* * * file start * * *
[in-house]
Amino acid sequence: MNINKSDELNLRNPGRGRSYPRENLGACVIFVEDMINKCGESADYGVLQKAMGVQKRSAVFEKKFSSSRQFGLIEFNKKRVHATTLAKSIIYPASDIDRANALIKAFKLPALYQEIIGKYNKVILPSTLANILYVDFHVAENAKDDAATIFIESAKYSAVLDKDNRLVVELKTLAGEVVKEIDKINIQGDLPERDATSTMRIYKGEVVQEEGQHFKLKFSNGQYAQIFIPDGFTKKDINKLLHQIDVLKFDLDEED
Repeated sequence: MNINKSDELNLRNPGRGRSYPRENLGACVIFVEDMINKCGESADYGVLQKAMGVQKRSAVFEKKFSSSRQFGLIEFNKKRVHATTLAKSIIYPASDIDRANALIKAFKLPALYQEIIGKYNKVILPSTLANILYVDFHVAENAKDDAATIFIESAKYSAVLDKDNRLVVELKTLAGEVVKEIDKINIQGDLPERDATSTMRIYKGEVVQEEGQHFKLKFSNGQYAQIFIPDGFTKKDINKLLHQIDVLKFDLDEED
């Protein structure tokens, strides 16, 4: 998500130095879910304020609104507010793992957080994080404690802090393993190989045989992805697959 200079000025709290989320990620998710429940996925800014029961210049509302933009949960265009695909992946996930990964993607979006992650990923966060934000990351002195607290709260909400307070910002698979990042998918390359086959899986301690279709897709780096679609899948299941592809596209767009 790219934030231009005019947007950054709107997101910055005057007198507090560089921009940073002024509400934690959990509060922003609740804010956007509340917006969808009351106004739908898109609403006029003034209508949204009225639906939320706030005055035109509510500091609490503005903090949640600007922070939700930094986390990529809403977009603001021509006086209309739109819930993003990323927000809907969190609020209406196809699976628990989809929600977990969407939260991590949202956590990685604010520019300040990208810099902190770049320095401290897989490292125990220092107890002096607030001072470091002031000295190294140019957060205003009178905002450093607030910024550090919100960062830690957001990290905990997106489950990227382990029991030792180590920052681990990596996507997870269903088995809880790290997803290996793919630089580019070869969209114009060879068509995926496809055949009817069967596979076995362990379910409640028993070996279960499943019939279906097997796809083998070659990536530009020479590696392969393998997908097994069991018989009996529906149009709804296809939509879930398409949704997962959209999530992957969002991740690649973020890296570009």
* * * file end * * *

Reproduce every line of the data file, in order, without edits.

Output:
[in-house]
Amino acid sequence: MNINKSDELNLRNPGRGRSYPRENLGACVIFVEDMINKCGESADYGVLQKAMGVQKRSAVFEKKFSSSRQFGLIEFNKKRVHATTLAKSIIYPASDIDRANALIKAFKLPALYQEIIGKYNKVILPSTLANILYVDFHVAENAKDDAATIFIESAKYSAVLDKDNRLVVELKTLAGEVVKEIDKINIQGDLPERDATSTMRIYKGEVVQEEGQHFKLKFSNGQYAQIFIPDGFTKKDINKLLHQIDVLKFDLDEED
Repeated sequence: MNINKSDELNLRNPGRGRSYPRENLGACVIFVEDMINKCGESADYGVLQKAMGVQKRSAVFEKKFSSSRQFGLIEFNKKRVHATTLAKSIIYPASDIDRANALIKAFKLPALYQEIIGKYNKVILPSTLANILYVDFHVAENAKDDAATIFIESAKYSAVLDKDNRLVVELKTLAGEVVKEIDKINIQGDLPERDATSTMRIYKGEVVQEEGQHFKLKFSNGQYAQIFIPDGFTKKDINKLLHQIDVLKFDLDEED
């Protein structure tokens, strides 16, 4: 998500130095879910304020609104507010793992957080994080404690802090393993190989045989992805697959 200079000025709290989320990620998710429940996925800014029961210049509302933009949960265009695909992946996930990964993607979006992650990923966060934000990351002195607290709260909400307070910002698979990042998918390359086959899986301690279709897709780096679609899948299941592809596209767009 790219934030231009005019947007950054709107997101910055005057007198507090560089921009940073002024509400934690959990509060922003609740804010956007509340917006969808009351106004739908898109609403006029003034209508949204009225639906939320706030005055035109509510500091609490503005903090949640600007922070939700930094986390990529809403977009603001021509006086209309739109819930993003990323927000809907969190609020209406196809699976628990989809929600977990969407939260991590949202956590990685604010520019300040990208810099902190770049320095401290897989490292125990220092107890002096607030001072470091002031000295190294140019957060205003009178905002450093607030910024550090919100960062830690957001990290905990997106489950990227382990029991030792180590920052681990990596996507997870269903088995809880790290997803290996793919630089580019070869969209114009060879068509995926496809055949009817069967596979076995362990379910409640028993070996279960499943019939279906097997796809083998070659990536530009020479590696392969393998997908097994069991018989009996529906149009709804296809939509879930398409949704997962959209999530992957969002991740690649973020890296570009």